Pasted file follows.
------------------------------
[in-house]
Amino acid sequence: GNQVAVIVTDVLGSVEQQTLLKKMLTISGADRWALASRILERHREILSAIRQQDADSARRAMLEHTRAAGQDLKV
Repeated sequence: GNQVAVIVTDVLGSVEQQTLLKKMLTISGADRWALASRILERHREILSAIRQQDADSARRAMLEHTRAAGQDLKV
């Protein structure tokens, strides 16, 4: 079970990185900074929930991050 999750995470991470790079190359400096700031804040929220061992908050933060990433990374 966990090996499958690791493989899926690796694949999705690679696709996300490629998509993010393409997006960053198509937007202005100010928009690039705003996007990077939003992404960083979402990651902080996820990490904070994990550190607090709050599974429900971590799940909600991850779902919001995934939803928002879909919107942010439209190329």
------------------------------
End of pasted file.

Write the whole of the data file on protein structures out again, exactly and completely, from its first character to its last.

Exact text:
[in-house]
Amino acid sequence: GNQVAVIVTDVLGSVEQQTLLKKMLTISGADRWALASRILERHREILSAIRQQDADSARRAMLEHTRAAGQDLKV
Repeated sequence: GNQVAVIVTDVLGSVEQQTLLKKMLTISGADRWALASRILERHREILSAIRQQDADSARRAMLEHTRAAGQDLKV
């Protein structure tokens, strides 16, 4: 079970990185900074929930991050 999750995470991470790079190359400096700031804040929220061992908050933060990433990374 966990090996499958690791493989899926690796694949999705690679696709996300490629998509993010393409997006960053198509937007202005100010928009690039705003996007990077939003992404960083979402990651902080996820990490904070994990550190607090709050599974429900971590799940909600991850779902919001995934939803928002879909919107942010439209190329």